-Being broke time & time again & just when I think I'm getting out of it, being broke again
-Teaching & losing students (for reasons unrelated to my teaching)
-Writing lots of music
-Spending lots of time on Twitter (@cellomike)
-Planning out my solo show (4/29) and solo album
-Giving up on the Dotzauer Challenge (sadly I just don't have time write now)
-Organizing a composers' concert that will be really unique & amazing

It will also involve:
-Playing in Quebec with Edensong for the Terra Incognita Festival
-Playing with Newbeard on 4/21
-Hopefully finding more students & not being broke (2 things I'm very bad at)
-Other things I have forgotten or not imagined yet...

I am doing improv. vids in place of the Dotzauers & those are starting to get a little better ... I also have some other cool & soon to come vid. ideas planned ... I just need to fit in more practice time ... it's so hard lately

I will try to write more regularly about what I'm doing ... I really want to get back to the technical work and innovation I've been going through with my cello technique ... I've learned a lot & am really for the first time beginning to feel like I can play the instrument (though still such a long way to go!)

Also, we are playing the Saint-Saens Cello Concerto in Orchestra ... it's awesome!

Sunday, March 7, 2010

Finding Myself

I came to a revelation today - well the other day really ... I don't think Harmonically. This is why I don't get jazz on an emotional and intuitive level. I just do not do it. I think rhythmically, melodically, moodily & I think about articulation, but I do not think about harmony as a guiding force ... I get patterns and chords & stuff - they just aren't what speaks to me & I don't immediately identify them ... this is an inherent limitation of mine (which is good and bad) ... it's just interesting to realize...

I'm also finally starting to find myself musically for what I feel is really the first time. I'm realizing how to combine all the different things I love and make that into who I am. I'm realizing I need to songwrite & sing & writer lyrics & play the cello, etc., etc.

I was at a classical cello recital earlier & the music put me into a meditative state ... it's so rare that any other instrument/ensemble/sound does that - but cello does it right away ... particularly cello playing bach. It just takes me to a different world ... I have no rational explanation for it, but it is such an integral part of me and I really like it, even if I think a lot of classical music is boring.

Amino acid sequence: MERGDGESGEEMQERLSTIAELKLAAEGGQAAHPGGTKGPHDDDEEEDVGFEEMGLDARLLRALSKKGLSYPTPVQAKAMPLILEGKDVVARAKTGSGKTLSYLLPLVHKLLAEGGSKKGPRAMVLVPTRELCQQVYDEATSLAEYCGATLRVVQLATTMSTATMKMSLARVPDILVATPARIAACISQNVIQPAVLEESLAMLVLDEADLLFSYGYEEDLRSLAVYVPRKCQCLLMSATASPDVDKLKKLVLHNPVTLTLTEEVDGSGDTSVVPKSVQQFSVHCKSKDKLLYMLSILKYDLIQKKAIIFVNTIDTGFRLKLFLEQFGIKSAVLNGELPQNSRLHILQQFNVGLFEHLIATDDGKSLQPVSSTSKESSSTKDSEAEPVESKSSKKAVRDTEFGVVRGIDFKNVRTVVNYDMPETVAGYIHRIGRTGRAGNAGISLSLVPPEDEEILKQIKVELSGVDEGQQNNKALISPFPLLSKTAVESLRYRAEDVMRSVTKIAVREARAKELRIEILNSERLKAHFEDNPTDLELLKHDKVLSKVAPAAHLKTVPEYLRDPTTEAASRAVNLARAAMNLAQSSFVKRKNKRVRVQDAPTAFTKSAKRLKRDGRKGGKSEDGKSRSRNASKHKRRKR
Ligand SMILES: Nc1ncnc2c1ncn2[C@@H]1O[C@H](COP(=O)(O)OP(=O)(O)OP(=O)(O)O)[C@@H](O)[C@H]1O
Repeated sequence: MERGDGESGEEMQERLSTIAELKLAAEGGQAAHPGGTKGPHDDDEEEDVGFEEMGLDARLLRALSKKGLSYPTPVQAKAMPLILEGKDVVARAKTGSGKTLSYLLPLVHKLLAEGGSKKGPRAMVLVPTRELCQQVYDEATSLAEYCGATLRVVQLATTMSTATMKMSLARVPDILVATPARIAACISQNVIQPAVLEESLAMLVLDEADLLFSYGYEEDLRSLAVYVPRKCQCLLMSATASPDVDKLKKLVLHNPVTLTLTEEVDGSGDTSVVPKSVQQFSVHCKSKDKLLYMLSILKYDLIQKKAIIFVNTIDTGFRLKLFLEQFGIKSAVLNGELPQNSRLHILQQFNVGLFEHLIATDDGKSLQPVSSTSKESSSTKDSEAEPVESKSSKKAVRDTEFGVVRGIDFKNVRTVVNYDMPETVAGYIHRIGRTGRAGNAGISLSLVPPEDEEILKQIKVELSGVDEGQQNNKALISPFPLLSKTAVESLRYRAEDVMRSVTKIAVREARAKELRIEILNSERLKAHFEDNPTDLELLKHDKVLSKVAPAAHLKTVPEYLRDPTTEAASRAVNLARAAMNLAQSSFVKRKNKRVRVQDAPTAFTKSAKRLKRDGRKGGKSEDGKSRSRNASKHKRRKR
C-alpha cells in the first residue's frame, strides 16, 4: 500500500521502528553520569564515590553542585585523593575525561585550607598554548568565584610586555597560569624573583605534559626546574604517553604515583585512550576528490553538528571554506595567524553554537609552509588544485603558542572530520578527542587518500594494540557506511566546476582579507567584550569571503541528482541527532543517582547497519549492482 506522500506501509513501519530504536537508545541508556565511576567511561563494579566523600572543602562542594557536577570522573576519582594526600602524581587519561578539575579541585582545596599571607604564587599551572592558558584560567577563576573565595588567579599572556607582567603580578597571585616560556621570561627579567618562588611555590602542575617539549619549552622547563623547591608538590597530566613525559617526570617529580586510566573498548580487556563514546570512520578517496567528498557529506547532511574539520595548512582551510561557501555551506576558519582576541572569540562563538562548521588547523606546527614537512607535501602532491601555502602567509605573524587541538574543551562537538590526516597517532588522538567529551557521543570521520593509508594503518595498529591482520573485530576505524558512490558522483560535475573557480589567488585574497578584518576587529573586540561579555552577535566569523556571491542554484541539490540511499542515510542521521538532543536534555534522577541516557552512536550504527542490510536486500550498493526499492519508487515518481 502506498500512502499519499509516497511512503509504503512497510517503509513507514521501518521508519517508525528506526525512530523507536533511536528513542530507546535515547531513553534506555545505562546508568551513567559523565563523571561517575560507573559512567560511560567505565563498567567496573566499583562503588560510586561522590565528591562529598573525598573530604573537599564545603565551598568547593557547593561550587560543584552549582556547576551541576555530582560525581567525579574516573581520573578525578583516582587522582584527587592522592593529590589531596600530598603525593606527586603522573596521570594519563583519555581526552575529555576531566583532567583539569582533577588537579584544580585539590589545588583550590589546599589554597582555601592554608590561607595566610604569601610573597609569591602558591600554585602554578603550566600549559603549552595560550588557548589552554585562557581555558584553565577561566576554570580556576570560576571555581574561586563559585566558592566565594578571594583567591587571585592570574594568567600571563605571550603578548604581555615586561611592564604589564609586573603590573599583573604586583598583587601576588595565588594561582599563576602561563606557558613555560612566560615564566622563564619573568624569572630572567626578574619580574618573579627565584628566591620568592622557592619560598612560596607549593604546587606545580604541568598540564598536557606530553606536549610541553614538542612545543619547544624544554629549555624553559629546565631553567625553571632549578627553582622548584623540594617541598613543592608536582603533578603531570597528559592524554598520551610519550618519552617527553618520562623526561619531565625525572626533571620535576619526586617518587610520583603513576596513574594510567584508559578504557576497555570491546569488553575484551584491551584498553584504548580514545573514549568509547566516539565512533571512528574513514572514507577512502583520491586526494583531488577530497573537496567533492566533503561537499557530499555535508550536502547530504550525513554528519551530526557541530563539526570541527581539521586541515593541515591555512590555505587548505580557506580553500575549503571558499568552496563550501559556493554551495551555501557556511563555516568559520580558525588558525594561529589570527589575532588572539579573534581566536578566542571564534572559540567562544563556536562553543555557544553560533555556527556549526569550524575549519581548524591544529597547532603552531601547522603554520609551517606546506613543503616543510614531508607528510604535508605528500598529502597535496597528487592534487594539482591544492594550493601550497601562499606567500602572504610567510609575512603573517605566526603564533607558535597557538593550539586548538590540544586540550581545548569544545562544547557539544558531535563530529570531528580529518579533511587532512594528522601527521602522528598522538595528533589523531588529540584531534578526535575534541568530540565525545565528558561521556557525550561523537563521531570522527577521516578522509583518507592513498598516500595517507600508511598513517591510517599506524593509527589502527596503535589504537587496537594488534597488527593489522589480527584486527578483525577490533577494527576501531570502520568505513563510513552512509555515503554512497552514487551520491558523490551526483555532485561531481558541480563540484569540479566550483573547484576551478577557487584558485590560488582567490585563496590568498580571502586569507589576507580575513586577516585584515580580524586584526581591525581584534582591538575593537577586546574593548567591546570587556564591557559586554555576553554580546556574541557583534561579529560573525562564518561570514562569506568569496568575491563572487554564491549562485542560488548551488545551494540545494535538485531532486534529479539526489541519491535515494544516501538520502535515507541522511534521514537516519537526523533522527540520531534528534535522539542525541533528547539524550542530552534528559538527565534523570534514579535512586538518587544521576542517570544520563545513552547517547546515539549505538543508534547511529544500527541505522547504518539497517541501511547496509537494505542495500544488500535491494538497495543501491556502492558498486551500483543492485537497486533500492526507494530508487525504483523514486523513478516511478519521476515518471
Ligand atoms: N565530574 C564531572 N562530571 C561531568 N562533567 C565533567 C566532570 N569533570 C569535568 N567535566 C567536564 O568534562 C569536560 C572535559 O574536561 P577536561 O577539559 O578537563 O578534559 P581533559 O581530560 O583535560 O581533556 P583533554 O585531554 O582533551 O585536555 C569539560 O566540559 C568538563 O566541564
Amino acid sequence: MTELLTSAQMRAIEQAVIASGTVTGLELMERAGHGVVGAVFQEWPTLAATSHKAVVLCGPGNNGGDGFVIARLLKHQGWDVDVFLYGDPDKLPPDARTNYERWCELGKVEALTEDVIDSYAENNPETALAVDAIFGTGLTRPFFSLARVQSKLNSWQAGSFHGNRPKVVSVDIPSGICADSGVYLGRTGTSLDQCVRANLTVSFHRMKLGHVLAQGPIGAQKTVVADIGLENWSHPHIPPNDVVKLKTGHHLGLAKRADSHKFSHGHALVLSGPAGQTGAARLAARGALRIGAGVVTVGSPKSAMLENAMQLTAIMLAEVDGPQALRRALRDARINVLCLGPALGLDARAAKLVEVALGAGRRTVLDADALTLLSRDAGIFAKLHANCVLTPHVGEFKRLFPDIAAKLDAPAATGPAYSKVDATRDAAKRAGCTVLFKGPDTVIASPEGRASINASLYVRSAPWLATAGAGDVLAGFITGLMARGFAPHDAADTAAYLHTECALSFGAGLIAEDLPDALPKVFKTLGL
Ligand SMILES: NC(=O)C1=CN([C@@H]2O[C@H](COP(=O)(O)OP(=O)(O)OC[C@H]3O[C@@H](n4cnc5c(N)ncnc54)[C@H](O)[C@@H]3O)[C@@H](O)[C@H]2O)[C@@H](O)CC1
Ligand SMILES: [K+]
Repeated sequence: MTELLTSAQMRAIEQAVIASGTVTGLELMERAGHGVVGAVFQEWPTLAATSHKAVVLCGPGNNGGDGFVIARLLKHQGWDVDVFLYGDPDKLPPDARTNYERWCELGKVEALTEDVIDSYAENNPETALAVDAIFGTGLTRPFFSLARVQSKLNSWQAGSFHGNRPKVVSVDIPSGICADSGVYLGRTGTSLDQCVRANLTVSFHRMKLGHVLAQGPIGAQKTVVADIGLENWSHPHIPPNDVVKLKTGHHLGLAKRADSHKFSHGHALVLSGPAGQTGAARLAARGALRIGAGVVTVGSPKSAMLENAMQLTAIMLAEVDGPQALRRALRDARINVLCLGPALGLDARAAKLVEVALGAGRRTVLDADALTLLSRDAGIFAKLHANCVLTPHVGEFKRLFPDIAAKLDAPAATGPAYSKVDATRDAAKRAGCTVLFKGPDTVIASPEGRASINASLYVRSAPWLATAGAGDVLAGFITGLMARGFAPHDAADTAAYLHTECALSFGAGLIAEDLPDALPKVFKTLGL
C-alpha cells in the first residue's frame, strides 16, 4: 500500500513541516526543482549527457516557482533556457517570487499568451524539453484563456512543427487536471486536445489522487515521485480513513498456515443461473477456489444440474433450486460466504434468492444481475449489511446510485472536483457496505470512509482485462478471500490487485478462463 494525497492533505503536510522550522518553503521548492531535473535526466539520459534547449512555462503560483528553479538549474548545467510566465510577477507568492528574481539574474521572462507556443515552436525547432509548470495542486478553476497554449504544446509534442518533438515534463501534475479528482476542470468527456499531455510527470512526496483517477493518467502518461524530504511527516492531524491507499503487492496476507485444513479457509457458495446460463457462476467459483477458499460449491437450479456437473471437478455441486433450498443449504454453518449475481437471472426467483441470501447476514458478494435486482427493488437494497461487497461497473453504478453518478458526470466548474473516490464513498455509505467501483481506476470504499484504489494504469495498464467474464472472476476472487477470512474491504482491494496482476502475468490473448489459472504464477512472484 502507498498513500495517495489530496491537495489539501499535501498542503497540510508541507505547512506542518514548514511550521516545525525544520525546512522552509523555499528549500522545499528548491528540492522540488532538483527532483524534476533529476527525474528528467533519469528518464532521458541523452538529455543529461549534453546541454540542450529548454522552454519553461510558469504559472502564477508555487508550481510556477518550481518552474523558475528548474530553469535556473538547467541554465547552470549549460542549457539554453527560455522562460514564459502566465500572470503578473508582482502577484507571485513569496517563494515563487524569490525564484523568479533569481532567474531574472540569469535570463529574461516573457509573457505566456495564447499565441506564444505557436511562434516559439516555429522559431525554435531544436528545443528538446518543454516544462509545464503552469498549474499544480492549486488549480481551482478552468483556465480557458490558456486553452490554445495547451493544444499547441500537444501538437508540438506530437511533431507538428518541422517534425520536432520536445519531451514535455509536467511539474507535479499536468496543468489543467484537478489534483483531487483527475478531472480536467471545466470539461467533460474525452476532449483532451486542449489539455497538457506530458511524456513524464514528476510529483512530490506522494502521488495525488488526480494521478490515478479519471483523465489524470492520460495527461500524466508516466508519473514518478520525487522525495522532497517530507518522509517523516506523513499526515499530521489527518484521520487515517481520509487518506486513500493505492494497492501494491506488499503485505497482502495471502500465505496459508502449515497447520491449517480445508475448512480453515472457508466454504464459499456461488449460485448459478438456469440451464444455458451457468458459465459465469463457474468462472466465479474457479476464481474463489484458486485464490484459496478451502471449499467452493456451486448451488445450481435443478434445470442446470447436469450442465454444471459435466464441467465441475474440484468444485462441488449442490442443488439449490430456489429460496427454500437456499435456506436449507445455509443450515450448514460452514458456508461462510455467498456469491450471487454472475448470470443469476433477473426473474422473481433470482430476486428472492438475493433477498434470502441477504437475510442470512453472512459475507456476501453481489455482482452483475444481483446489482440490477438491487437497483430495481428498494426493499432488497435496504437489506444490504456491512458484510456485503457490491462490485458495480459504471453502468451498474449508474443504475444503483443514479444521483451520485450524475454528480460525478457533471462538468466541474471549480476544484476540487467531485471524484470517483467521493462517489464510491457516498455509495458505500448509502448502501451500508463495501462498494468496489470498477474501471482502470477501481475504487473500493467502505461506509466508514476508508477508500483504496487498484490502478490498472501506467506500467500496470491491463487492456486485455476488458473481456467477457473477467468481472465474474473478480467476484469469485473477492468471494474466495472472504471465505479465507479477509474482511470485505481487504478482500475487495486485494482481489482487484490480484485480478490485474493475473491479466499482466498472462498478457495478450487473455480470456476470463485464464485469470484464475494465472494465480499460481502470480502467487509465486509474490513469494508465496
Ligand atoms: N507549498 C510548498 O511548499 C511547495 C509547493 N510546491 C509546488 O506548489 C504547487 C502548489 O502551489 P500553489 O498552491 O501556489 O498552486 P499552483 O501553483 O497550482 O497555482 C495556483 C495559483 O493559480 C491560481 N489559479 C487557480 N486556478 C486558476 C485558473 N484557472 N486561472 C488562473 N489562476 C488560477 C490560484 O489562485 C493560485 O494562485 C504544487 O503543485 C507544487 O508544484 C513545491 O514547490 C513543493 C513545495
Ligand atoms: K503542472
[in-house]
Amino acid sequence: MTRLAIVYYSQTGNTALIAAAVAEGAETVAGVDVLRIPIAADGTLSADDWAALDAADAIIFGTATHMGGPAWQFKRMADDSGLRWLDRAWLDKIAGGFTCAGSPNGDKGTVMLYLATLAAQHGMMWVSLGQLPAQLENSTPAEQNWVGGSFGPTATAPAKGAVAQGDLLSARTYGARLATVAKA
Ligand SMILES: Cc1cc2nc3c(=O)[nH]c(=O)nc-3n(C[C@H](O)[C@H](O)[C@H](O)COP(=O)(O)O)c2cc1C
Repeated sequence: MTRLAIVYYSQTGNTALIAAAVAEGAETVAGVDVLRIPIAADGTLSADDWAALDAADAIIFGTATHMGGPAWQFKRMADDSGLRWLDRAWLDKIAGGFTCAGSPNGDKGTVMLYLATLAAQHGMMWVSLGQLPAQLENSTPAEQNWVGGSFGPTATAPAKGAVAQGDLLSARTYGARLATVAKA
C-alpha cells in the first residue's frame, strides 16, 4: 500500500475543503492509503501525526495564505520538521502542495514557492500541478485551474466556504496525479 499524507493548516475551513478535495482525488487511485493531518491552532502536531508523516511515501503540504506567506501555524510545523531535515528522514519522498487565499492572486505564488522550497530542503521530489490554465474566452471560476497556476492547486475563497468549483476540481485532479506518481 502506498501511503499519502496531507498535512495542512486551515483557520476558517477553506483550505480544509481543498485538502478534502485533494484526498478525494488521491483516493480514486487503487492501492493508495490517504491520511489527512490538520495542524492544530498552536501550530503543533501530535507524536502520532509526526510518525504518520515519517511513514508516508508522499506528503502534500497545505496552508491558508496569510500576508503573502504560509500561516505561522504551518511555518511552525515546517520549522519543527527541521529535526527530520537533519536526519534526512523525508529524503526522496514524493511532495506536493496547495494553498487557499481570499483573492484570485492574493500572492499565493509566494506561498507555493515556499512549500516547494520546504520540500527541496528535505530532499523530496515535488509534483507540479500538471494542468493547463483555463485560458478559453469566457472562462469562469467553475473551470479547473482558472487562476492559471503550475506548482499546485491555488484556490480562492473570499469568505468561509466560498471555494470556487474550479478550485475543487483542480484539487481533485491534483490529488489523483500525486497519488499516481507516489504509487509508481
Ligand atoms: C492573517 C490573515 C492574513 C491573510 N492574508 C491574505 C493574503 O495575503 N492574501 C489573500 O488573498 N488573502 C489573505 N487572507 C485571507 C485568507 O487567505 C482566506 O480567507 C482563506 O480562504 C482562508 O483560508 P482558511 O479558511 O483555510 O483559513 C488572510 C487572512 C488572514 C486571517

Wednesday, March 3, 2010

You Practice When You're Sick?

Yes, I practice when I'm sick! ... *Especially* when I'm sick.


1. Because me being sick doesn't mean I have less music to learn or less things to accomplish
2. Because it makes me feel generally better (even though it's a struggle)
3. Because it gives me a good idea of what my limits are and makes me really push myself to concentrate & achieve
4. Because I've played enough gigs where I'm sleep-deprived/exhausted/sick/whatever. The more practice I have doing this, the better those future gigs will go.

So besides that, here's what's up in my musical world:

1. Improv & Dotzauer vids running on off-weeks with each other
2. Edensong Rehearsals - we've started rehearsing for our festival in Quebec City in May - Can't wait! (Also need to get my EDL, which means money!)
3. I made up a facebook group called The Westchester Music Scene: ... It's been less than a week, but already we've managed to get up to 80 people - really exciting!
4. Composers' Concert - I am organizing this really cool concert of original music (featuring my & 3 other composers' music). We mostly write classical-rock fusion sort of material (for lack of a good pre-determined way to describe it) & are probably going to do 1 in westchester & 1 in nyc

On a different note:

Reality has finally caught up with me & I need to start making more money. I'm stuck though, because I really don't know how to do it. Gigs are cool and awesome, but they are not often enough or well-paying enough for me to rely on them. They are "spending money" at best. Teaching should be the money making option, but I just do not know how to find students. I finally printed up some flyers & posted 2 at the local library. I'm going to drive around to other places and post them there too, but what if that doesn't work?? I already have a day job. It involves 15 hours of work a week (and literally is in the middle of the day). I really need private teaching to become my second job, because it gives me relatively few additional hours, good money & the ability to keep my practice up & have something of a life. I'm scared that if I get something else as a second job that my practicing will go down. I suppose I could also tutor or teach beginner piano or do who knows what else, but I just really don't know how to get into these things. I am really scared/worried that what's going to happen is music will become the thing I do on the side ... I really want to do this professionally ... I just have no experience in how to do that & no guidelines to follow & am not doing a good job of getting gigs or students ... I know I have to put myself out there ... I'm just not sure where or how.

Anyway, that's my world for now ... I think there's other stuff too, but I'm sick and exhausted, so can't think of it now...

Wednesday, February 24, 2010

Dotzauer #5